The team used the land that became Andrus Field, still uneven and swampy, because football was a primitive, unorganized game with hardly any rules. In contrast to baseball, football promoted and represented a more animalistic type of masculinity focused on aggression and physicality. During the mid 80s, football evolved into a more uniform game, and the University moved to the forefront of major collegiate football, playing the likes of Yale, Harvard, and Princeton. Thus, in 1892, the University fully drained and cleared the field, demonstrating its acceptance of a physical sport that resembled combat.

Between 1872 and 1912, the University had an early experiment with coeducation, but women were fully excluded from athletics and the male-dominated social sphere. Women were banned from using the gymnasium. This exclusion was connected to a national concern about women’s menstrual cycle.

“Perceived as a pathological condition…[the menstrual cycle] necessitated the exclusion of women from vigorous and competitive sports and from any physical exertion which medical experts considered overtaxing,” Patricia Vertinsky, Associate Professor of Education at the University of British Columbia, wrote.

The societal sexism that was demonstrated through women’s exclusion from athletics was also mirrored in other aspects of University life. Women at the University did not write for The Argus and were not allowed to hold class office. Furthermore, male students called the women “quails,” supposedly in part because they were young women who could be seen as a nuisance or prey. As women were merely tolerated by their male counterparts and excluded from athletics, they were confined by the Victorian feminine ideals of marriage and domestic duty. After the women graduated they would be forced to decide between marriage and career, demonstrating the separation of social power between men and women in the early 20th century.

As Andrus Field became an attraction for the University, the male students and alumni saw women as hindering the growth and success of athletics. In 1902, donors funded a grandstand for Andrus Field, and in an Oct. 12, 1911 edition of The Argus, the University took out an ad that promoted the field. Evidently, the University not only accepted Andrus Field as an important part of the campus, but promoted it to attract students. However, during this same time period, male students and alumni were pushing out the small female student population.

“We are the only college endeavoring to claim prominence in athletics that is hampered by the term ‘quail institute’,” said a student-athlete to the Hartford Courant (Dec. 6, 1898) anonymously. “Only last year we lost a star pitcher for the baseball team and this year four crack-a-jack football men, three of whom eventually entered Princeton, owing to their feeling on the matter of co-education.”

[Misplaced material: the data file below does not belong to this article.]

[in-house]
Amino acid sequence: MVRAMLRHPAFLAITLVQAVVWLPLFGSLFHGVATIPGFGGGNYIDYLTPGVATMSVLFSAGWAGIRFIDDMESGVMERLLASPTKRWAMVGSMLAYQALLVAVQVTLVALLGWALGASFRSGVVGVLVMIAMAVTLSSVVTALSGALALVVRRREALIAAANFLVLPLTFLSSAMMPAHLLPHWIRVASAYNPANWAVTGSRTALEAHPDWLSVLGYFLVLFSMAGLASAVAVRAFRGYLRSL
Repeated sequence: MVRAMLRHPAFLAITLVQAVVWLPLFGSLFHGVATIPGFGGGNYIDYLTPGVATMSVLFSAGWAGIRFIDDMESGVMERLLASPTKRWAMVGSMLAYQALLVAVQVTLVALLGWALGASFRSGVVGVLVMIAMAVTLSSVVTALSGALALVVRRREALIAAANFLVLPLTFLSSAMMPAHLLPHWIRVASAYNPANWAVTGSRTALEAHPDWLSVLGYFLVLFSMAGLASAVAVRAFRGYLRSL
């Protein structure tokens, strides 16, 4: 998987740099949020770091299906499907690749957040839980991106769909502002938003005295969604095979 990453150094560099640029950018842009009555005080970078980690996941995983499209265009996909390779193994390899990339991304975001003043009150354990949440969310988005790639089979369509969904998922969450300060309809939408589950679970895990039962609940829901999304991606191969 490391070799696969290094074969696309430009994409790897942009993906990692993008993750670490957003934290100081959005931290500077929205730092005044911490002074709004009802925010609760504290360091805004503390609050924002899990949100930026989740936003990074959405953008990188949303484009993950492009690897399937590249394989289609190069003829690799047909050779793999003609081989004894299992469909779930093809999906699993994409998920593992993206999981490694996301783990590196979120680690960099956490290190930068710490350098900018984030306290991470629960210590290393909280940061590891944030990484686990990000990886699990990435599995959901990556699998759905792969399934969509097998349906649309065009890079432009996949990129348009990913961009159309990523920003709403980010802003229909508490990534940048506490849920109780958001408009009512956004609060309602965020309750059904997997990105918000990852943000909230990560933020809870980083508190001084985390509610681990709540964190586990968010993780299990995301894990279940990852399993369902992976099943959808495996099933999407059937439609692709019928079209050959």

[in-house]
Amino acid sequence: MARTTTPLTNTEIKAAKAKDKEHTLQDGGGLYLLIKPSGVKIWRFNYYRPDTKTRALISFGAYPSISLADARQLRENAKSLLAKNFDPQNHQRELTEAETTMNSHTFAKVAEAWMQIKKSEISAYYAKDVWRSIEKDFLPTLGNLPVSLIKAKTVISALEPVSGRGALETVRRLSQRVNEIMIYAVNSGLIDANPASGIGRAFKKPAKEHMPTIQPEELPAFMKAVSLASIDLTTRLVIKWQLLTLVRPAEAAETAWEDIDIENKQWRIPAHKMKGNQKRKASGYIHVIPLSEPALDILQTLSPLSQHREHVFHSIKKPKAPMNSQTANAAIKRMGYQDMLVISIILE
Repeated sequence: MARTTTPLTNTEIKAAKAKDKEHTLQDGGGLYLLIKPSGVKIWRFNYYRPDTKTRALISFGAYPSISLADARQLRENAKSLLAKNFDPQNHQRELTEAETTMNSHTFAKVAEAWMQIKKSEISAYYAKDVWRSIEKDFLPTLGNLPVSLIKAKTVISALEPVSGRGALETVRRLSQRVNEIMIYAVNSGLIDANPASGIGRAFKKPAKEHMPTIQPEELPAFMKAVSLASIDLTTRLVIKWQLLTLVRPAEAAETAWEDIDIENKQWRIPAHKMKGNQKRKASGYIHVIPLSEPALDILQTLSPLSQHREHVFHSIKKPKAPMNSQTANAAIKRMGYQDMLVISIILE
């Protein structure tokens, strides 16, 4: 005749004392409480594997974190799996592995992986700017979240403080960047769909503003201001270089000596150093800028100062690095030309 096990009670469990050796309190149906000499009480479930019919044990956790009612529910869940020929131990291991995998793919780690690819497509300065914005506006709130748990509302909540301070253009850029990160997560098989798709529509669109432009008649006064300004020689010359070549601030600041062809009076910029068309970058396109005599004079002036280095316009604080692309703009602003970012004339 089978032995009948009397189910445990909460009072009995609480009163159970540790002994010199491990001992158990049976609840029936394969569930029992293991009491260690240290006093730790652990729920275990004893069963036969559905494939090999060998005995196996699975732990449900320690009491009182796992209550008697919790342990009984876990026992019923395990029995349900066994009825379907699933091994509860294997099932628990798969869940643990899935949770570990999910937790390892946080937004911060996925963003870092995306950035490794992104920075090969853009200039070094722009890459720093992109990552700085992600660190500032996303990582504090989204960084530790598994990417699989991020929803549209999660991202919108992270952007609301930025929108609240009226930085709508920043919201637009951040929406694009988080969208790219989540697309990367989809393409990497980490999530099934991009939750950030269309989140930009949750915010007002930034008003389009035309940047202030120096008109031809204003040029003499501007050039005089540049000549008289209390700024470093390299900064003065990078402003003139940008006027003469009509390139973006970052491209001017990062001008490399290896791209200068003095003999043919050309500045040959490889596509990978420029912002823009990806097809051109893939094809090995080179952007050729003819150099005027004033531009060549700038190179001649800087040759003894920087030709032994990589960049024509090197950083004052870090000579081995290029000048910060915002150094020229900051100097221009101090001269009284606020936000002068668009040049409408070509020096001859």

Students and alumni vehemently expressed their opposition to coeducation during this period.

“Banish football!… Banish baseball!!” one such alumnus wrote in The Argus on Oct. 19, 1898. “I expect you fellows, excuse me, you girls will soon be sending little pink envelopes to the alumni soliciting subscriptions to the Wesleyan Croquet Club, Wesleyan Sewing Circles and similar organizations. Say, girls, please take my name off the list, won’t you?”

It is not surprising that young men at the University felt athletics were threatened by coeducation. Athletics were supposed to allow men to bond, develop a masculine culture, and separate themselves from effeminate women. Over the next 10 years, women were gradually pushed out of the university, as they posed a threat to the prestige of a school that didn’t want to become like Boston University, an institution they felt became feminized as a result of coeducation.

Currently, the University still promotes Andrus Field for its long and storied history. However, they do not acknowledge the historical sexism that the field provided. Despite Title IX and the creation of other high-level facilities for female sports, women are still excluded from the field. This central feature of University athletics remains as an obviously male-gendered place where women are only permitted on the sidelines. In order for the University to accept women as equal to men, women’s sports teams should be given access to Andrus Field, and the administration must acknowledge the historical sexism that this central environment provided and still provides.